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Home Before Morning

4.22 of 5 stars 4.22  ·  rating details  ·  526 ratings  ·  58 reviews
On June 8, 1969, a patriotic, happy-go-lucky young nurse fresh out of basic training arrived in Vietnam to serve a year's tour of duty as a second lieutenant in the Army. It was a year that was to rob Lynda Van Devanter of her youth, her patriotism, her innocence - and her future.
Paperback, 331 pages
Published August 1st 2001 by University of Massachusetts Press (first published 1983)
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The Things They Carried by Tim O'BrienMatterhorn by Karl MarlantesDispatches by Michael HerrWe Were Soldiers Once... and Young by Harold G. MooreAbsolutely Nothing by Mark A. Cooper
Best Literature About the Vietnam War
32nd out of 195 books — 392 voters
To Kill a Mockingbird by Harper Lee90 Miles to Freedom by K.C. HiltonWood, Talc and Mr. J by Chris   RoseA Thousand Splendid Suns by Khaled HosseiniThe Kite Runner by Khaled Hosseini
Powerful Books
47th out of 122 books — 156 voters

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Community Reviews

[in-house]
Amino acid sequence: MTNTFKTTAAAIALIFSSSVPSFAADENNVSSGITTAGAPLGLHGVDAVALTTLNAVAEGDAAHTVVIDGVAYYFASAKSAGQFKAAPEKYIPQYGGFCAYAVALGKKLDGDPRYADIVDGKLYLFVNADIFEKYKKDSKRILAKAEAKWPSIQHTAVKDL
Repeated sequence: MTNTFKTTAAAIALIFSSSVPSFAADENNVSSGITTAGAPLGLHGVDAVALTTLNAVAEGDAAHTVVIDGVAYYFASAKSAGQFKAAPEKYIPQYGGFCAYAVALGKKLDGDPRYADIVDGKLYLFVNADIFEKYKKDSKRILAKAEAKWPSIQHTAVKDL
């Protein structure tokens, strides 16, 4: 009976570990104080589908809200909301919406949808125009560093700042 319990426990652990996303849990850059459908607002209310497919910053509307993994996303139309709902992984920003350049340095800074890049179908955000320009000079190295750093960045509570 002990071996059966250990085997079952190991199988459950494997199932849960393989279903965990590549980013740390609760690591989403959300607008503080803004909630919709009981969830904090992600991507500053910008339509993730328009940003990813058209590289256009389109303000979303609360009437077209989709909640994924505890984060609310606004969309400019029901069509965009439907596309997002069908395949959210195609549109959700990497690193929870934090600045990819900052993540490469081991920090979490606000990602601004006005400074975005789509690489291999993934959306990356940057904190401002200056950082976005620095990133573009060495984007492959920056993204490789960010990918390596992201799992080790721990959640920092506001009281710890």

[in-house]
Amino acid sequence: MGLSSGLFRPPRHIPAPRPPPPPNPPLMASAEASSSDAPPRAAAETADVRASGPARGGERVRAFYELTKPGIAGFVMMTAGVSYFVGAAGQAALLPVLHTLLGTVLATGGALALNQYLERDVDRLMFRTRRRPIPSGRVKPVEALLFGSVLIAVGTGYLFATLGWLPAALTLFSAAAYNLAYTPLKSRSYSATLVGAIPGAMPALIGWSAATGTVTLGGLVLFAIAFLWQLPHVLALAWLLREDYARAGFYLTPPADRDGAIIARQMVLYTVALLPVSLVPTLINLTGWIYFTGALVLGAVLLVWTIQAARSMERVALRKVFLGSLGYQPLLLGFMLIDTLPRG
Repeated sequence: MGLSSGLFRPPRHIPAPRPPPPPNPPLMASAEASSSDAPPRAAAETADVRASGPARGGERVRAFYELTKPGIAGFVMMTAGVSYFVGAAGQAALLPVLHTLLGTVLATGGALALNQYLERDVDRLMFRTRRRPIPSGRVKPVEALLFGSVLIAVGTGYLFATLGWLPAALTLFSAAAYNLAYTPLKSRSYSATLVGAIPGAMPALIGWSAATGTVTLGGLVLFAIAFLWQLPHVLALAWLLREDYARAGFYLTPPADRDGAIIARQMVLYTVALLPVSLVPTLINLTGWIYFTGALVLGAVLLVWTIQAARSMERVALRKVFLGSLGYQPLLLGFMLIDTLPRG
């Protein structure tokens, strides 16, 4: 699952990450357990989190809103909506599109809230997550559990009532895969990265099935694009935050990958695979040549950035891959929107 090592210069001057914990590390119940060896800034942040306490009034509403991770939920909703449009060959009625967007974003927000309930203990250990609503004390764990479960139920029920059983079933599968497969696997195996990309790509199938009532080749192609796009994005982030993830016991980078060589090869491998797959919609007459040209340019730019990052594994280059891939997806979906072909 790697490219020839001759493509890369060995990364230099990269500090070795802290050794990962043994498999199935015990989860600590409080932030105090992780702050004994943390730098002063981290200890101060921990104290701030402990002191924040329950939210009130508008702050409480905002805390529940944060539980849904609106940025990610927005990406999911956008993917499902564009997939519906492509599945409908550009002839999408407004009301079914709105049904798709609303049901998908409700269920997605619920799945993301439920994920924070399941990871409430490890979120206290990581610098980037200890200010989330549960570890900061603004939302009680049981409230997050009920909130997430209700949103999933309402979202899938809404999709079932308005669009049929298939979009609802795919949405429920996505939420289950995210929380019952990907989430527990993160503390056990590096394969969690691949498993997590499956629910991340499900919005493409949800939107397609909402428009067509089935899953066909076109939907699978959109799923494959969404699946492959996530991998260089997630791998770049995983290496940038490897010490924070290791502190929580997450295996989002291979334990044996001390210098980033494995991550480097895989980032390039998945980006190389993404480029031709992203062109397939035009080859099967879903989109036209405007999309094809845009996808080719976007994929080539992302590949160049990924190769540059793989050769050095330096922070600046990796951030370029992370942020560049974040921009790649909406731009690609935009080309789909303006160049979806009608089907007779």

(showing 1-30 of 1,053)
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Maryclaire Zampogna
I can't say how sorry I am that I didn't read this book 20 years ago when everybody was coming home from Nam and I was in my own world. I have a great appreciation for all Vets, men and women who are in any war area. I found this book on display at Arlington Cemetery in the WOMENS building. My daughter pointed out that day after reading the displays that the women didn't receive the same benefits as the men. Then I had to read this book. It sure is an eye opener to what they had to endure during ...more
Paul Hamilton
My wife has been pestering me to pick up Lynda Van Devanter's memoir of serving as a nurse in the Vietnam War for years. The thing is, I don't really like memoirs all that much. Too often they spend a third or more of the book going over the kinds of "start at the beginning" backstories which don't really add as much to the framing of the meat as the authors think. This is especially true of stories where either childhoods were especially harsh and difficult (nearly always highlighted in tales o ...more
thank you, Lynda, for writing this brutally frank and difficult book. It has been 40 years+ since the Vietnam War ended. I was just a child... protesting like so many millions of others against an unjust and undeclared war... and hating returning soldiers... not 'spitting' as she experienced, but vocally agreeing with those who did... seeing all of them as 'baby-killers' and personally responsible for Mai Lai.. I have long since acknowledged how wrong I was in that regard, how unjust and downrig ...more